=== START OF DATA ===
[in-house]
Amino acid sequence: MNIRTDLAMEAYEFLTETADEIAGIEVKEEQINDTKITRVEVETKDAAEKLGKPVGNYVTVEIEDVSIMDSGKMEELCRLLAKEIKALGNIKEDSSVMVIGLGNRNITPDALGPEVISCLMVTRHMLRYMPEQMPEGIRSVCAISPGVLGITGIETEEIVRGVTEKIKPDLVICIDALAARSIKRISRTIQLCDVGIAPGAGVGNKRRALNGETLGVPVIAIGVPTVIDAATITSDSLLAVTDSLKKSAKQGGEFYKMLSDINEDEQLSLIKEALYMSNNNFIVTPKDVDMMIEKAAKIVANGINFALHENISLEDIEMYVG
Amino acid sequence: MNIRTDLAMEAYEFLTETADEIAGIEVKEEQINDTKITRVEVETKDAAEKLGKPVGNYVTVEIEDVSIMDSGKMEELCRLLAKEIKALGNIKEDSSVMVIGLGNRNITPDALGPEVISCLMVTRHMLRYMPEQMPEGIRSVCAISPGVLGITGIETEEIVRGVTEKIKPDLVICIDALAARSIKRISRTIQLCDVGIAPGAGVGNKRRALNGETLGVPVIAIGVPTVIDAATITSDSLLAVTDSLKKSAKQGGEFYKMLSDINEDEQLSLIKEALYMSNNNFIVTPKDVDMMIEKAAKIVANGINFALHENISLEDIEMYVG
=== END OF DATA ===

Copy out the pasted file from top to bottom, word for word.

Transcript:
[in-house]
Amino acid sequence: MNIRTDLAMEAYEFLTETADEIAGIEVKEEQINDTKITRVEVETKDAAEKLGKPVGNYVTVEIEDVSIMDSGKMEELCRLLAKEIKALGNIKEDSSVMVIGLGNRNITPDALGPEVISCLMVTRHMLRYMPEQMPEGIRSVCAISPGVLGITGIETEEIVRGVTEKIKPDLVICIDALAARSIKRISRTIQLCDVGIAPGAGVGNKRRALNGETLGVPVIAIGVPTVIDAATITSDSLLAVTDSLKKSAKQGGEFYKMLSDINEDEQLSLIKEALYMSNNNFIVTPKDVDMMIEKAAKIVANGINFALHENISLEDIEMYVG
Amino acid sequence: MNIRTDLAMEAYEFLTETADEIAGIEVKEEQINDTKITRVEVETKDAAEKLGKPVGNYVTVEIEDVSIMDSGKMEELCRLLAKEIKALGNIKEDSSVMVIGLGNRNITPDALGPEVISCLMVTRHMLRYMPEQMPEGIRSVCAISPGVLGITGIETEEIVRGVTEKIKPDLVICIDALAARSIKRISRTIQLCDVGIAPGAGVGNKRRALNGETLGVPVIAIGVPTVIDAATITSDSLLAVTDSLKKSAKQGGEFYKMLSDINEDEQLSLIKEALYMSNNNFIVTPKDVDMMIEKAAKIVANGINFALHENISLEDIEMYVG